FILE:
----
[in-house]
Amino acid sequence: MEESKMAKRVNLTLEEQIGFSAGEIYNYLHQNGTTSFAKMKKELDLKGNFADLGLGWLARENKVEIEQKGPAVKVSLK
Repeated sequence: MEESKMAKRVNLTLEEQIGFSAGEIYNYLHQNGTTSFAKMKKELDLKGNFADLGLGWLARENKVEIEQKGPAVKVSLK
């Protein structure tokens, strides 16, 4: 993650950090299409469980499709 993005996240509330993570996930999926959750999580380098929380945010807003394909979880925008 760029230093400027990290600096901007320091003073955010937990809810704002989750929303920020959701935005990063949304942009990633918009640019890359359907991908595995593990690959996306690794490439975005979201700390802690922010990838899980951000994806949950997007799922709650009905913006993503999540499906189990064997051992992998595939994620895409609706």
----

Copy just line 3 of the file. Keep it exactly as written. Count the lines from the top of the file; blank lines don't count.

Repeated sequence: MEESKMAKRVNLTLEEQIGFSAGEIYNYLHQNGTTSFAKMKKELDLKGNFADLGLGWLARENKVEIEQKGPAVKVSLK